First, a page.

No swan song for Sequim swans

While home on lunch break during the Christmas Bird Count (CBC) last year, I saw a flock of 20 trumpeter swans in a field slightly outside my assigned territory.

While home on lunch break during the Christmas Bird Count (CBC) last year, I saw a flock of 20 trumpeter swans in a field slightly outside my assigned territory. I soon drove to confirm that the 24 trumpeters in my territory were a different flock. At day’s end, I verified that both flocks had been counted.

With dozens of trumpeters around, it’s easy to take them for granted, but that belies their history. A century ago, trumpeters had been hunted to near extinction, supporting trade in bird skins and feathers, in the lower 48

states. They came under the protection of the Migratory Bird Treaty Act of 1918.

Nevertheless, by 1935, U.S. experts knew of only 69 trumpeters.

Surprisingly, perhaps, trumpeters never made it onto the U.S. endangered species list, which was created in the 1960s. By then, a breeding population of 2,000 or so trumpeters had been discovered in Alaska.

Our local swans are part of that group. Migratory trumpeters found east of the Rocky Mountains are from a comparable group of swans that breed in a Canadian region that spans parts of northern British Columbia and the Yukon Territory.

The estimated U.S. population of trumpeter swans now exceeds 15,000 birds. Although a several-fold gain, that’s still a modest number considering that we find nearly that many mallards and American wigeons in the 15-mile-diameter circle of our local CBC count.

Habitat, hunting, lead

Trumpeter swans face three primary risks: habitat, hunting and lead poisoning. As far as we know, neither hunting nor lead poisoning has been a problem in the Sequim area.

Notably, experts don’t list DDT as a major threat. DDT contamination, which causes eggshell thinning, severely decreased populations of some other large birds during the 1900s, including bald eagles and ospreys.

Although trumpeter swans need wetlands for breeding territory, their winter grounds in western Washington are largely open fields. These are found locally and near Puget Sound north of Seattle, where trumpeters are flocking in the thousands this fall. Urban development continues to reduce vital habitat.

Hunting of trumpeter swans now is illegal. Nevertheless, accidental and deliberate shootings remain a problem in some areas.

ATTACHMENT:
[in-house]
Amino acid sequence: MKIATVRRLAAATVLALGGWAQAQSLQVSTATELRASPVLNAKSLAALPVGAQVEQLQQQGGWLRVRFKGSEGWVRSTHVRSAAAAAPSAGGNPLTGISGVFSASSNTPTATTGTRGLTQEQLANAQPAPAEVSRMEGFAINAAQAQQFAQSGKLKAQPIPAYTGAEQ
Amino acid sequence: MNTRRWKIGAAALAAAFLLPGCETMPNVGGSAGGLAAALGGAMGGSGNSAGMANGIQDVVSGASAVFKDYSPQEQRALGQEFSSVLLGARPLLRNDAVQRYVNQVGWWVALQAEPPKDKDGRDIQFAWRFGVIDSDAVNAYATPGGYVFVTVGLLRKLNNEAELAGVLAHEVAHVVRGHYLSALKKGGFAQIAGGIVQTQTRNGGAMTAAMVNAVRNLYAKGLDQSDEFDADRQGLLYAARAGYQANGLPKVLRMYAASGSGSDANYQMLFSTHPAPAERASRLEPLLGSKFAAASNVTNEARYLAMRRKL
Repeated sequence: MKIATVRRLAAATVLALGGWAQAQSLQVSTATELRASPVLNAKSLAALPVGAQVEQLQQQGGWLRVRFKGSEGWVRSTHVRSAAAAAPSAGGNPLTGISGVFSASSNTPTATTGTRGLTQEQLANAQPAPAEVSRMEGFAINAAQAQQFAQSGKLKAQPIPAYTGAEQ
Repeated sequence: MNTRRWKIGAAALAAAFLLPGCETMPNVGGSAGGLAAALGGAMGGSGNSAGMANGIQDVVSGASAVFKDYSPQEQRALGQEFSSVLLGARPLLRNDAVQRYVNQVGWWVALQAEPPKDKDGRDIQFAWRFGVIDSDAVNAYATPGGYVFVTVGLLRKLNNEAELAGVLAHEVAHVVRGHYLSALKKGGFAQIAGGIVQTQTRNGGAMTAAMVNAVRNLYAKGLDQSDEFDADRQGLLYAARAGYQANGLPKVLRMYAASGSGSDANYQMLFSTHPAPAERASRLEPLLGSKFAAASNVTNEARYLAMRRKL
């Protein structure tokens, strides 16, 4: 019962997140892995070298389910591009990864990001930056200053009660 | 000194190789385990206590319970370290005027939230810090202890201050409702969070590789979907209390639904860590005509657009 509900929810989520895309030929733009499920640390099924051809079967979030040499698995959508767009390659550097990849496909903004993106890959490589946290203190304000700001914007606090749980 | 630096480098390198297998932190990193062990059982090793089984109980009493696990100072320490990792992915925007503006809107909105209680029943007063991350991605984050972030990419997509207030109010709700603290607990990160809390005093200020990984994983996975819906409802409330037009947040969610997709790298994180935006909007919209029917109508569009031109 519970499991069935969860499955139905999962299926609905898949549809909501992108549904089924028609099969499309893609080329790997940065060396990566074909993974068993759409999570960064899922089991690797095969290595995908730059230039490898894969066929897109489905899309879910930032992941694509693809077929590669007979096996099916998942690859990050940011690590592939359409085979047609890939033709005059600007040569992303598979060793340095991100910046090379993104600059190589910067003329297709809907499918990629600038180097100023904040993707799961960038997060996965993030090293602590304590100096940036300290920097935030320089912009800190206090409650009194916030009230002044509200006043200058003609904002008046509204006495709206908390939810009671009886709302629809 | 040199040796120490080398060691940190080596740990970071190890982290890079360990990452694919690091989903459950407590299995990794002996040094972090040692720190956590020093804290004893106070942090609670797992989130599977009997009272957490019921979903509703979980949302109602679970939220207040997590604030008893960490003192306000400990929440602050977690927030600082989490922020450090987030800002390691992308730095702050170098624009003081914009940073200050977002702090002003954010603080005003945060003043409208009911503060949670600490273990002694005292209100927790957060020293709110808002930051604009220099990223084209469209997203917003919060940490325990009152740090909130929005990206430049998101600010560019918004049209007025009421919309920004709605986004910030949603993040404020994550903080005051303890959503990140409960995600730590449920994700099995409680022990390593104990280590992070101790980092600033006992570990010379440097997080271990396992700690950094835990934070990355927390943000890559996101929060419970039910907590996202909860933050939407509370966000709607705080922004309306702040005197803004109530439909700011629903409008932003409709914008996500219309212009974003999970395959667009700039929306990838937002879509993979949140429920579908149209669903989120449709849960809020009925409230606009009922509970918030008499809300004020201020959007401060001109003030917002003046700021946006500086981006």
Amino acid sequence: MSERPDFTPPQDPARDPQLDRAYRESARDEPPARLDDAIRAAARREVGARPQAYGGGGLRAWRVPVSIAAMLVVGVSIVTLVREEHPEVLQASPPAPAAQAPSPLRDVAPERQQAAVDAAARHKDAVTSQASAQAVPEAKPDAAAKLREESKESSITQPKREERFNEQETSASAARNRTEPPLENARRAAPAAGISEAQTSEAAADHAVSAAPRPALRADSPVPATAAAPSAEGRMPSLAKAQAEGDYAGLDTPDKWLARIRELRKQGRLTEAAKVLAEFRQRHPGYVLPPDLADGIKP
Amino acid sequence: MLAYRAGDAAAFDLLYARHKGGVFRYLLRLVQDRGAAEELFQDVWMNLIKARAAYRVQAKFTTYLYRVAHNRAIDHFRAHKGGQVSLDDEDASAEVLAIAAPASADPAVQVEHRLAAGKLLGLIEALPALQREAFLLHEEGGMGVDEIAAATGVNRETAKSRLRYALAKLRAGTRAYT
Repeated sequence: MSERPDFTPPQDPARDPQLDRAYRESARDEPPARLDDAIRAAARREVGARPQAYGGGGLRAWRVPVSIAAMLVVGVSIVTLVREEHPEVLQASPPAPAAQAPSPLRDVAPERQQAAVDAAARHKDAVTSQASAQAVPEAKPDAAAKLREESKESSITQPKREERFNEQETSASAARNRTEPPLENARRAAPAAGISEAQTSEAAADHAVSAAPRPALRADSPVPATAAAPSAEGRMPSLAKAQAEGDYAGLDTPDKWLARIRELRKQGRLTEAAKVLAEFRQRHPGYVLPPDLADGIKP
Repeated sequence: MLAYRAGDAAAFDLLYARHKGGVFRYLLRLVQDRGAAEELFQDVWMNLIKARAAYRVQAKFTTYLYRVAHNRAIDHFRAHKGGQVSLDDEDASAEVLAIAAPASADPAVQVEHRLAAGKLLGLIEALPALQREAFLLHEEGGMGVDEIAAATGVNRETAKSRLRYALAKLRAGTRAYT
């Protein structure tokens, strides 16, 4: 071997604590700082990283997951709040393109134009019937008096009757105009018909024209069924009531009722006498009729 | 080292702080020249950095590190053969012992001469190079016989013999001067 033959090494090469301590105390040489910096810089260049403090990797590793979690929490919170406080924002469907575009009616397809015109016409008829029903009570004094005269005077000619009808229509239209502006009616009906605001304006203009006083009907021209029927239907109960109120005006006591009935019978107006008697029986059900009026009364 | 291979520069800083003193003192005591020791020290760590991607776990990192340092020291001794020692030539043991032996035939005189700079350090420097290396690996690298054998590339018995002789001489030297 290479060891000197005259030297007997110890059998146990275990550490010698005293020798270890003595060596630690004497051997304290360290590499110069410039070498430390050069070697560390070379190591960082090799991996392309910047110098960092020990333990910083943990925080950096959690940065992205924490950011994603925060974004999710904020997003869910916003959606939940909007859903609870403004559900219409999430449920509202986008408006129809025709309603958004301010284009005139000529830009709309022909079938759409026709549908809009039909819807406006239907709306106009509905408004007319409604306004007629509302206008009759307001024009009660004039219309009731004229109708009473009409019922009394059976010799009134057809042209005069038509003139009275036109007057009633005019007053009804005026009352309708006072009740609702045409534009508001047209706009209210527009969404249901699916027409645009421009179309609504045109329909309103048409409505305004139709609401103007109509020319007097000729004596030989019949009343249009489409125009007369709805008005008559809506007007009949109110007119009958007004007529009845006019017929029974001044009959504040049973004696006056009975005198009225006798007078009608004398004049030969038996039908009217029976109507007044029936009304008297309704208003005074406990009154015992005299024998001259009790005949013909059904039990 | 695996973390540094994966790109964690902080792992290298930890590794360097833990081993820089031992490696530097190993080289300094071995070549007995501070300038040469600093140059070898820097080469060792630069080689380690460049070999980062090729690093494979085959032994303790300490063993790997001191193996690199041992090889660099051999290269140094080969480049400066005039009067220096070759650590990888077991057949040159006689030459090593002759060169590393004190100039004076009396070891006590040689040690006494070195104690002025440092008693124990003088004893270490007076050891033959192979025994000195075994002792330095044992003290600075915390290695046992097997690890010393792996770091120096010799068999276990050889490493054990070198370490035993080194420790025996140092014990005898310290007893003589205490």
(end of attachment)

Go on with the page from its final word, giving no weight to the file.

Lead poisoning is a particular problem for trumpeter swans. They eat lead shot and fishing sinkers for grit to help digest hard grains. As few as three lead pellets can kill a swan.

Although lead shot is banned for hunting waterfowl, it remains legal for some other uses, and it has been found on grounds that trumpeters favor. Experts estimate, for example, that hundreds of trumpeters have died of lead poisoning in Whatcom County in the last decade.

Local flocks growing

CBC data indicate that local wintertime populations of trumpeter swans have been rising. Our count dates to 1975, but the first trumpeters weren’t seen until 1982, when four were reported. Their numbers stayed in single digits through the 1900s with the exception of 1986 (21), 1994 (10), and 1999 (25).

They have been in double digits since 2005, peaking at 57 last year. A count in mid-February this year found 186 trumpeters locally, many of whom are thought to have arrived after the 2008 CBC.

Population growth of trumpeter swans is a slow process. Females don’t nest until 4 to 7 years of age, yet they can live into their 20s. They lay a single clutch of 4 to 5 eggs in a breeding season.

The modest numbers of juvenile swans we see in local flocks show how few of those eggs resulted in swans successfully making their first migration. With good habitat preservation, the outlook for continued growth of our local trumpeter swan population is good.

Trumpeter swans occasionally are confused with tundra or mute swans. Wintering juvenile trumpeter swans have much darker plumage than their tundra counterparts, making it fairly easy to distinguish between flocks of these two species. In close-up views, adult trumpeter and tundra swans have subtle differences on their heads.

For details, refer to bird identification sources in books or online.

Mute swans, which are imports from Eurasia, have orange bills, whereas the other two species have mostly dark bills.

Trumpeter swans are named for their loud calls – a commendable choice of name considering that mute swans aren’t mute.

Author: Dave Jackson, series coordinator and webmaster. Send comments to him at or 683-1355.

Next OPAS meeting is at 7 p.m. Jan. 20 at the Dungeness River Audubon Center.

Field trip details are at